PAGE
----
Postponing Tokyo 2020 due to the coronavirus pandemic will have been a hard pill to swallow for the International Olympic Committee (IOC) but it was really the easy bit compared to what must come next.
Reorganising the planet's biggest sporting event at such short notice will be a herculean task and IOC president Thomas Bach has warned that a new schedule will need “sacrifices and will need compromises” from the myriad stakeholders involved.
Speaking in a conference call with journalists on Wednesday morning, Bach described the Olympic programme as a “beautiful jigsaw puzzle” but it is one that will require many hands with competing interests to be put together.
The IOC will speak with the 33 different international sports federations on Thursday as part of that process. Add in the fact that there are over 200 countries involved, plus TV rights holders, commercial sponsors and the Japanese authorities and the complicated nature of it all is evident.
“We should come to a solution as soon as possible, but first priority should be the quality of the decision, to really be able to take the input of all stakeholders into account,” said Bach who is hoping to reach a decision “as soon as possible”.
The summer of 2021 stands apart as the most obvious option given it would avoid the major football seasons around the world and the American football campaign Stateside where so much of the IOC's TV revenue is generated.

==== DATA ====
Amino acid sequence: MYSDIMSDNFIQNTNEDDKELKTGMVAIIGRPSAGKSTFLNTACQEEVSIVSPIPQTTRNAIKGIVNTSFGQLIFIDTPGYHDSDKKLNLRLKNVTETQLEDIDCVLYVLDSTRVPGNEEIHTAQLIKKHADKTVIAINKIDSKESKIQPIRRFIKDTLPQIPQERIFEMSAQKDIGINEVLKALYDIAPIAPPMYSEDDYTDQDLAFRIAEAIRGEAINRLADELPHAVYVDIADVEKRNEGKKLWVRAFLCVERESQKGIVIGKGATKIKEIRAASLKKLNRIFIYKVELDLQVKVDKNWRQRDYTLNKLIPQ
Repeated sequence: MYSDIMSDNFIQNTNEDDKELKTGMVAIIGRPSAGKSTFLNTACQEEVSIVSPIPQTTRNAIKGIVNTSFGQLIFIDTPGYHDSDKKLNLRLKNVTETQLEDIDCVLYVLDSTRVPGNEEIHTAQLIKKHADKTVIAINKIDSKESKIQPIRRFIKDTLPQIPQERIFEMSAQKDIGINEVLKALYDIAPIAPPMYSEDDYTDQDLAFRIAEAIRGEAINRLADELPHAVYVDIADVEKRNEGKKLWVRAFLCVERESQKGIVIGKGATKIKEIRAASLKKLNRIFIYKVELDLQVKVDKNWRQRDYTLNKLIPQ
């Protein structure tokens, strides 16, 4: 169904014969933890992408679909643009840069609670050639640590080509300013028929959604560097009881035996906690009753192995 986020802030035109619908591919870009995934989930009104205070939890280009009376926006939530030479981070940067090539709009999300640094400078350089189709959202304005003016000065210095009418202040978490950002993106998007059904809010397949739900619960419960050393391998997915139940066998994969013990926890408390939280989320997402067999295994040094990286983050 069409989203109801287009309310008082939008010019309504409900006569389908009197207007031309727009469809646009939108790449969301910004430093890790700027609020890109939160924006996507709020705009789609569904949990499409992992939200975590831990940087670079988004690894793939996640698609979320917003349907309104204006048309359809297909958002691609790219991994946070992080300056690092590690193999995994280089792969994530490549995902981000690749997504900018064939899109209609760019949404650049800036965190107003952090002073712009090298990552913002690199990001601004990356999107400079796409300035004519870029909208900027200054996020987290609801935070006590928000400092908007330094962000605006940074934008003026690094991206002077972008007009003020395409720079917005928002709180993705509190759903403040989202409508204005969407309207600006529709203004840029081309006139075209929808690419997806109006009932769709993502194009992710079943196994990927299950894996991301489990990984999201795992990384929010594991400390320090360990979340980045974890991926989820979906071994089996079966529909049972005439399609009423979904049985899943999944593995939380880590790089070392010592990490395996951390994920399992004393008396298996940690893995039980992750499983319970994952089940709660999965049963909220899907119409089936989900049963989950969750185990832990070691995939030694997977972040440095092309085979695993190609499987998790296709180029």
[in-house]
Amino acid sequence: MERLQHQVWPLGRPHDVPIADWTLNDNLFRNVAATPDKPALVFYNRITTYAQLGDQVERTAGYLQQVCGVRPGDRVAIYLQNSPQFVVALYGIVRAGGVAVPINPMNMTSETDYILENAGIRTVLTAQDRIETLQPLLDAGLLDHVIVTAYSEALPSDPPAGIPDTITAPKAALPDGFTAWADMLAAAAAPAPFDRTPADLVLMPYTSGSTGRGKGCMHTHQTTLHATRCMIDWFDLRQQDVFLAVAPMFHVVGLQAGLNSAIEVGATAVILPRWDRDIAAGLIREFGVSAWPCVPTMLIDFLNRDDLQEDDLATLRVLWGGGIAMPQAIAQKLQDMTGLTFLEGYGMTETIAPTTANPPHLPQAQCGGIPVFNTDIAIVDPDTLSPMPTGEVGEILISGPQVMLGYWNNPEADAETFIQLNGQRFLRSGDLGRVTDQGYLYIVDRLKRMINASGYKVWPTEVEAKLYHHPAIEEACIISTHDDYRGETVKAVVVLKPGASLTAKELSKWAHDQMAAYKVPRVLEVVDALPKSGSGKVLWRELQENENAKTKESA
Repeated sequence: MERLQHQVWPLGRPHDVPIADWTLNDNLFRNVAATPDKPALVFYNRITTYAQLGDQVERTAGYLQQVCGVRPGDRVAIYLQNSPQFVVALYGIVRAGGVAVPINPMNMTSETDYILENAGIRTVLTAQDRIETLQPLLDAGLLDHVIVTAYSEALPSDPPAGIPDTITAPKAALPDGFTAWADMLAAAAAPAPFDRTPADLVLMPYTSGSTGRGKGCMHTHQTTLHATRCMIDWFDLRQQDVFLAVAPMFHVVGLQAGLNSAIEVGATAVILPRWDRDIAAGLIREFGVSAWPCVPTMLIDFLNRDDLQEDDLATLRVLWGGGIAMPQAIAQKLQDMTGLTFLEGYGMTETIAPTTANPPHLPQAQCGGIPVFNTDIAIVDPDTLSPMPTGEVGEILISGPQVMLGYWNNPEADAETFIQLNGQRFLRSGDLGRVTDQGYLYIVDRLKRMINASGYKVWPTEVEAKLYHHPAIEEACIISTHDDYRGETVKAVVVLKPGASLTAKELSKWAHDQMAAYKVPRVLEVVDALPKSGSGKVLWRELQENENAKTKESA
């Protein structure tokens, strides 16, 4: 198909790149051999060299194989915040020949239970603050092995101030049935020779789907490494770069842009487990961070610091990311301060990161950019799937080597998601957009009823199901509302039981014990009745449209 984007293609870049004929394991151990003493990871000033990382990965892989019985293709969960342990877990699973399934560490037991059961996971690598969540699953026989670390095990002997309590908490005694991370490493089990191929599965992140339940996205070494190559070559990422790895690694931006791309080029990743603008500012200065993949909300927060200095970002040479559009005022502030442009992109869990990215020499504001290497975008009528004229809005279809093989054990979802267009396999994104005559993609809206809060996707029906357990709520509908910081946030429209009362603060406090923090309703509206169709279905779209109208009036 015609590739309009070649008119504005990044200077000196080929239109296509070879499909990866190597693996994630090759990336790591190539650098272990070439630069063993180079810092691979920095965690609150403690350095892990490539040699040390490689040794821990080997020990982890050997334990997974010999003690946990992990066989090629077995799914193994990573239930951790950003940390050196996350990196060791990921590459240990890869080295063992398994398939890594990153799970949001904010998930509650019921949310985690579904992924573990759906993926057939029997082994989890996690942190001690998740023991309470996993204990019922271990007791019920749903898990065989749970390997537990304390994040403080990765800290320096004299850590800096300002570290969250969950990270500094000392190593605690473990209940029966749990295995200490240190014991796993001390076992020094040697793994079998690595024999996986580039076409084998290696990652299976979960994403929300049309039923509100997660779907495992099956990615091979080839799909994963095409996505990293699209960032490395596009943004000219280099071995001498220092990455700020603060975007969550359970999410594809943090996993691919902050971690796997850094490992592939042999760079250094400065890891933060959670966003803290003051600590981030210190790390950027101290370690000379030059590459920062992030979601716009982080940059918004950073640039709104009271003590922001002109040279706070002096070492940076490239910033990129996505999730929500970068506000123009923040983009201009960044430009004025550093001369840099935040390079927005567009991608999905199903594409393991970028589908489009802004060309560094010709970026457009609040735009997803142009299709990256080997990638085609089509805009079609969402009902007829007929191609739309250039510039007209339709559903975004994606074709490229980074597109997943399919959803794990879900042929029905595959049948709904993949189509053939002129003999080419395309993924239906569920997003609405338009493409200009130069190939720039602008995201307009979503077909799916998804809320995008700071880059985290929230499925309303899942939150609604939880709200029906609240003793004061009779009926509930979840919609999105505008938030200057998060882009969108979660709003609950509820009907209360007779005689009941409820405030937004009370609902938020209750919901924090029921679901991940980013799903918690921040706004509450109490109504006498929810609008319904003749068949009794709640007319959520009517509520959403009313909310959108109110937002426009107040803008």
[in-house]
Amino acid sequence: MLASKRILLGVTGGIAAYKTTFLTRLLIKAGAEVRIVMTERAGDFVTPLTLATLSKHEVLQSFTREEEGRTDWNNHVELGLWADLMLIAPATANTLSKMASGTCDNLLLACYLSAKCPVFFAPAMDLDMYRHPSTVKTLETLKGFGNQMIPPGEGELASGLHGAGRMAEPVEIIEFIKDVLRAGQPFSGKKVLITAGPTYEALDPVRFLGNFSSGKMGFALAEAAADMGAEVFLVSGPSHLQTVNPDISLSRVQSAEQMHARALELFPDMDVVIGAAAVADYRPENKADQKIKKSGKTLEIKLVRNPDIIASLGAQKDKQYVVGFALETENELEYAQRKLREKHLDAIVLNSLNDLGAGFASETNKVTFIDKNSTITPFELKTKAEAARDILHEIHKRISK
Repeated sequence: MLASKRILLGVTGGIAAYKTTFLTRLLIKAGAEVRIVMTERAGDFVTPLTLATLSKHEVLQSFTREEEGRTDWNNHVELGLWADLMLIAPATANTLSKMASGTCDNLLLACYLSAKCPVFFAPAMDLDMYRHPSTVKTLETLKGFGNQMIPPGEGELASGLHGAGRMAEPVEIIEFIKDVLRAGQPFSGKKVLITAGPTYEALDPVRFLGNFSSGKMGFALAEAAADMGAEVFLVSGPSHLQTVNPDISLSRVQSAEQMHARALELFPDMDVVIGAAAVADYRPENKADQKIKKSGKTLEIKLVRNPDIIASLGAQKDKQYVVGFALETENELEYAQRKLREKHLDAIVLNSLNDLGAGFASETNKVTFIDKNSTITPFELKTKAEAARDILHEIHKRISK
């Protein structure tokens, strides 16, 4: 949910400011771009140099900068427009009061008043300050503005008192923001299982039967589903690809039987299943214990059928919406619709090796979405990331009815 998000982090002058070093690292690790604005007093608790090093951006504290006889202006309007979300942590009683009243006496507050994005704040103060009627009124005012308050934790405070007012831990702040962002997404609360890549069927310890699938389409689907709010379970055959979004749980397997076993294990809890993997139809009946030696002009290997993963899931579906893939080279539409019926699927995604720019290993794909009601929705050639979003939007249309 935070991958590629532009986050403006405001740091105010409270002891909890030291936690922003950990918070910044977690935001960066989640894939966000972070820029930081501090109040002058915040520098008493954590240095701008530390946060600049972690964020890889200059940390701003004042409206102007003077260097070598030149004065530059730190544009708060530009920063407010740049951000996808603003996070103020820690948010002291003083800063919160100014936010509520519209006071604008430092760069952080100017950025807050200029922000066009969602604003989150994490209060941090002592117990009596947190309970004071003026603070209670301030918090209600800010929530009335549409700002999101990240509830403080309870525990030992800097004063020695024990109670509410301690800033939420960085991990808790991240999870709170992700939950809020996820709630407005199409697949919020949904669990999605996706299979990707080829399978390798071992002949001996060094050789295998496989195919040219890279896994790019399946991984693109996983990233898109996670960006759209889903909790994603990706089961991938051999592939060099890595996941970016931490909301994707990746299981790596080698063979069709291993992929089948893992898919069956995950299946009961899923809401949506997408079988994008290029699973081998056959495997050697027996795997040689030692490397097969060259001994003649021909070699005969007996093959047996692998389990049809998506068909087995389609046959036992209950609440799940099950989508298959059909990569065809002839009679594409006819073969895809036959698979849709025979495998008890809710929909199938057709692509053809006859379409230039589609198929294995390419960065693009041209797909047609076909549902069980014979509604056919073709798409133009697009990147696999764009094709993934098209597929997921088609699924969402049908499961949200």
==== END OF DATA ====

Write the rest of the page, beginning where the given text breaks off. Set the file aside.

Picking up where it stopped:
That would still require a number of other pre-existing sports events to be shifted in order to accommodate the Olympics' new slot, although the World Athletic Championship organisers in Oregon have already declared their willingness to move over.
A task force entitled 'Here We Go' has been formed to examine all the intricacies involved. Bach admits that finding the right two-week slot in the calendar next year is a “challenging question” but, difficult or not, a way must be found.
The 2020 Games were officially postponed on Tuesday after a teleconference call between Bach and the Japanese prime minister Shinzo Abe. The announcement was greeted with a mixture of sadness and relief by athletes around the world who had been left in limbo until then.